**Abstract**

**The*** objective:* The objective was to determine how changing the size of ellipsoids along one axis changes the speed at which they fall through liquids of varying viscosity and how the non-spheroid ellipsoids are inputted into Stokes' Formula for calculating viscosity. It is hypothesized that the most elongated ellipsoid (3.5 cm) will fall slowest, and that an average of the two radii of each ellipsoid will work best for inputting into Stokes' Formula.

** Methods/Materials**

Five spheres of an identical approximate mass were created out of Sculpey.

Each ellipsoid was rolled out along one axis longer than the last.

Several sugar/water solutions of different specific proportions were prepared.

Each ellipsoid was dropped five times in each solution and the time it took to reach the bottom of a graduated cylinder was recorded.

** Results**

All data showed a general trend of the 3.5 cm ellipsoid, the longest ellipsoid, dropping slowest in each sugar solution and the 1.5 cm sphere dropping fastest. There was an exponential jump in speed between the 50% and 70% solutions for all ellipsoids, probably due to the high number of hydrogen bonds between the sugar and water molecules. The line graphs of the 1.5 cm sphere and of the 3.5 cm ellipsoid are nearly identical in shape, suggesting that the short radius of any ellipsoid elongated along an axis will yield the most accurate results in Stokes' Formula, except in highly viscous fluids.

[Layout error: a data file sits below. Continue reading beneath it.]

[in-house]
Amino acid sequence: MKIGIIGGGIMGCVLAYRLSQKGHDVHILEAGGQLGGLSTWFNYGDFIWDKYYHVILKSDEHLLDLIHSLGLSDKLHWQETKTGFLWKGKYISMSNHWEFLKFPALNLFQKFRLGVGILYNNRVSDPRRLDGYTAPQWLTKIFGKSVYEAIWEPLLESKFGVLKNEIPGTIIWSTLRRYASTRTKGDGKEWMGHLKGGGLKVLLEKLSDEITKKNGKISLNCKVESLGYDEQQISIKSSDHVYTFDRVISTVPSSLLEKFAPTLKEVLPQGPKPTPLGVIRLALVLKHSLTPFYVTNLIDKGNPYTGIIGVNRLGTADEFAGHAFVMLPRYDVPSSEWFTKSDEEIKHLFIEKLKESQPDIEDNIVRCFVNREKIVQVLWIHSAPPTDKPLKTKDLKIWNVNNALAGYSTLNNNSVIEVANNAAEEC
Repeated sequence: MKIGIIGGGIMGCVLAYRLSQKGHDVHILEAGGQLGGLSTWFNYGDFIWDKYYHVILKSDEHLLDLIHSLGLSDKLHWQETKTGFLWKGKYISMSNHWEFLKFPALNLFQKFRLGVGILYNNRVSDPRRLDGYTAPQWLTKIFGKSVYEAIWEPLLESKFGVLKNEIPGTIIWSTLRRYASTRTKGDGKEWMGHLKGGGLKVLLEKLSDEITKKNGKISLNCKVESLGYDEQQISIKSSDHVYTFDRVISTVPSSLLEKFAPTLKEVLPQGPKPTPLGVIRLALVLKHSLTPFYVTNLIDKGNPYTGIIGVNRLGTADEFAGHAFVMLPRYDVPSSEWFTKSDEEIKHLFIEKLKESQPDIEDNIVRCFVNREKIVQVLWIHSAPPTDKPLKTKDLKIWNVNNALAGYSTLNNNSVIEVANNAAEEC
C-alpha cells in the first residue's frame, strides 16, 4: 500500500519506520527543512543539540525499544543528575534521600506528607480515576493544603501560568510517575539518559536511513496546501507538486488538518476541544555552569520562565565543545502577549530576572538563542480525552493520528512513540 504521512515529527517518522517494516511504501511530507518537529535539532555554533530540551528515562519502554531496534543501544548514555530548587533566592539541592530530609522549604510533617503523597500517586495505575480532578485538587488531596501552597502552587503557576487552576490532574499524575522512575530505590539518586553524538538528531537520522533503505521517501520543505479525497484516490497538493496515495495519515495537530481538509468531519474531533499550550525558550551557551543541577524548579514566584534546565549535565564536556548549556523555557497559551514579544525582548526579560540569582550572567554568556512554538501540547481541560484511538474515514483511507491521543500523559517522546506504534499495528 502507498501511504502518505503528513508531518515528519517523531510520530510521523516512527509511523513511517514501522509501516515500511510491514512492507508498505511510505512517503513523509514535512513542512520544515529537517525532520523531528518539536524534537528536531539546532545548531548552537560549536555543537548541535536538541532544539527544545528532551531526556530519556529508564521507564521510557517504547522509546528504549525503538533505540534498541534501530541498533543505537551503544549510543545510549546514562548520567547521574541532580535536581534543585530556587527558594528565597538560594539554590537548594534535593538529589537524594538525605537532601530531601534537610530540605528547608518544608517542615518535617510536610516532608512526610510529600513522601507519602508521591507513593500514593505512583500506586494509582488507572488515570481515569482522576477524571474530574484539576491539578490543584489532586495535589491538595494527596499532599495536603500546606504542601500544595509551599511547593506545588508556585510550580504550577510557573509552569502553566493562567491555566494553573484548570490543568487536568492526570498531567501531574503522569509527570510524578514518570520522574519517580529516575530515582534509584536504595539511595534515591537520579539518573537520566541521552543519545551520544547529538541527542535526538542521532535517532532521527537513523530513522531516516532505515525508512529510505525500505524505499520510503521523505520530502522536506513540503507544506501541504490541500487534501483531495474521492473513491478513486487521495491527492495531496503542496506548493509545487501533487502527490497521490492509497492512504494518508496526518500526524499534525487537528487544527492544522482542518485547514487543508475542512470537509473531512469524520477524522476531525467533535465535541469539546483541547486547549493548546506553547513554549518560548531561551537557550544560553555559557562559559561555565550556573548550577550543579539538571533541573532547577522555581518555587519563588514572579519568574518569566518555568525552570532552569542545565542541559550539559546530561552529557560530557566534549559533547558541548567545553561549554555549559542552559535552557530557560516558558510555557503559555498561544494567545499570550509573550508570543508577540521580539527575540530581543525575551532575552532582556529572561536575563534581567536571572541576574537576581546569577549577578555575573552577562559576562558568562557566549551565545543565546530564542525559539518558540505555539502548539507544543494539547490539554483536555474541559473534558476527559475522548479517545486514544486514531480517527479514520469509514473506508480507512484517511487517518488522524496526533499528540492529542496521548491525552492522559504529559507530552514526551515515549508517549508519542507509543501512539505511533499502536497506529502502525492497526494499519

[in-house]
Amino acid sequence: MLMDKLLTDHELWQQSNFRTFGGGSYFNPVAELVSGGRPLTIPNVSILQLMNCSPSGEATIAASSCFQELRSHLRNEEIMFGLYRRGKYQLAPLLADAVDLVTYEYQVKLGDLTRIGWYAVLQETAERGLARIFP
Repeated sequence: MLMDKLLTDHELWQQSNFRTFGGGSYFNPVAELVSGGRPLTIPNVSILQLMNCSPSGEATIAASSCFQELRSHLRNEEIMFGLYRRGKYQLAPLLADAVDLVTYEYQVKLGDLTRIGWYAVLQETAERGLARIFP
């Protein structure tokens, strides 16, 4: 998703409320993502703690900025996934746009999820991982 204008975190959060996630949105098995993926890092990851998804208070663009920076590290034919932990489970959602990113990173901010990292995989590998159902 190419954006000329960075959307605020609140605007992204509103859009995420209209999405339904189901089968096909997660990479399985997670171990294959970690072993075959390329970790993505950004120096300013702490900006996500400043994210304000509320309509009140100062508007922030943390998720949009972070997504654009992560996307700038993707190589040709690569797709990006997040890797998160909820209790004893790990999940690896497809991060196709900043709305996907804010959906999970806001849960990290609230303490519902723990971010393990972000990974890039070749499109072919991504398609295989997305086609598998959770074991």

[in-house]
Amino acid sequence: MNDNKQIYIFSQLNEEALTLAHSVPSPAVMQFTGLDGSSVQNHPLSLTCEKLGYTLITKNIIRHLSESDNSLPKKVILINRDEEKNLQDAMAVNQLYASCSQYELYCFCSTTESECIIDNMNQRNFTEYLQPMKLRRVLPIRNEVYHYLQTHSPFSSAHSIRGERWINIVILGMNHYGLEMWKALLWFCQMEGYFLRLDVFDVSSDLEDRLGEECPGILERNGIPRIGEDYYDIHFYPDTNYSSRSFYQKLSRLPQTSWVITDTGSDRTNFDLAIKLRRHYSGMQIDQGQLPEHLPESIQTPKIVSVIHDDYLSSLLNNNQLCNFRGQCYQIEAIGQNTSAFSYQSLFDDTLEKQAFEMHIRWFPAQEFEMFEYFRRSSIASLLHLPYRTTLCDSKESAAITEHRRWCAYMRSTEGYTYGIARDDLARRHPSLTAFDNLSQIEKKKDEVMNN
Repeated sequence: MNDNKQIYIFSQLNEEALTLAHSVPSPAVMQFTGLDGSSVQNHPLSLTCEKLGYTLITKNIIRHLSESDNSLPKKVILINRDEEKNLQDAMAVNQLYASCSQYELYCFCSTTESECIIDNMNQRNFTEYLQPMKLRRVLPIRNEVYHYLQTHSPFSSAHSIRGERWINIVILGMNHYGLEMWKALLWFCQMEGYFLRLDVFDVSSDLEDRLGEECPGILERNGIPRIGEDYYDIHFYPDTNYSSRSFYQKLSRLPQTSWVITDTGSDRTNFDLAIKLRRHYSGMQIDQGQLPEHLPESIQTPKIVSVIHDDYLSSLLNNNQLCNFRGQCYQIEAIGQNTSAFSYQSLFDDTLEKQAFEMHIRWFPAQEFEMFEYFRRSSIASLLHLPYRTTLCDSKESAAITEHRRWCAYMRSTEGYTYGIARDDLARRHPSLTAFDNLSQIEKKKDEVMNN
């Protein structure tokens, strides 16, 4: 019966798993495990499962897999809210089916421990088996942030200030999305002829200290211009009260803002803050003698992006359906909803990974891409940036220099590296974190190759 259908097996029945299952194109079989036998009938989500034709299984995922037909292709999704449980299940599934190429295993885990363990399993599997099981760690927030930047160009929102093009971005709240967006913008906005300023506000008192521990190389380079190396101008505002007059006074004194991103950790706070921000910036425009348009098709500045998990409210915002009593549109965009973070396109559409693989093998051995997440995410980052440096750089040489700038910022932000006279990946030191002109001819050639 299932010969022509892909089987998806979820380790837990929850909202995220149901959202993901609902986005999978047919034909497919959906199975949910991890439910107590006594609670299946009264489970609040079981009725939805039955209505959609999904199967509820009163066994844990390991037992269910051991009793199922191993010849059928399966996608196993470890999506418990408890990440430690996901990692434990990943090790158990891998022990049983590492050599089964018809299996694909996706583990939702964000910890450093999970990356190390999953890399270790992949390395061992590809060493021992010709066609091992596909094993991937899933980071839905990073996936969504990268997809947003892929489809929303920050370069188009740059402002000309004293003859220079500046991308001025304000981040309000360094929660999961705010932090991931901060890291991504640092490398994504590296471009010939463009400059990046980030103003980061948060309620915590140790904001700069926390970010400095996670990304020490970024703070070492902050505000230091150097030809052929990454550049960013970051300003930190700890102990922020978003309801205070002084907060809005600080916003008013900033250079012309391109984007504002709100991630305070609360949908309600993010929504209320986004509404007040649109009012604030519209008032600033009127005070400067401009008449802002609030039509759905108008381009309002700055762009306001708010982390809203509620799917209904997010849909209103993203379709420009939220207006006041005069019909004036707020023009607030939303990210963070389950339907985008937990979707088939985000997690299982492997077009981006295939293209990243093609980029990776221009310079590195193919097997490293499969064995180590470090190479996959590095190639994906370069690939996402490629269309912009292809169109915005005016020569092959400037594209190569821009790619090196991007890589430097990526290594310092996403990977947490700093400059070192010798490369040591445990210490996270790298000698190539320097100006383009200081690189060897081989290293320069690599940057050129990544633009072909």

** Conclusions/Discussion**

The hypothesis was only partially supported by the results of the experiment. The longest (3.5 cm) ellipsoid did fall slowest, taking an average of 9.125 seconds in the 70% sugar solution, but the difference between the average drop speeds of the ellipsoids was small enough that using the shortest radius of an ellipsoid will work best in Stokes' Formula. It is most likely that the cause of the short radius being most accurate in Stokes' Formula is the way fluid flows around the ellipsoid. Almost none of the fluid actually goes around the long radius of the ellipsoid; it takes the short way and flows along the short radius.

This project explored the effect that changing the size of ellipsoids along one axis has on the speed that they fall through fluids of varying viscosity, and how the non-spheroid ellipsoids are inputted into Stokes' Formula for calculating viscosity.

**Science Fair Project done By Mac Goldwhite**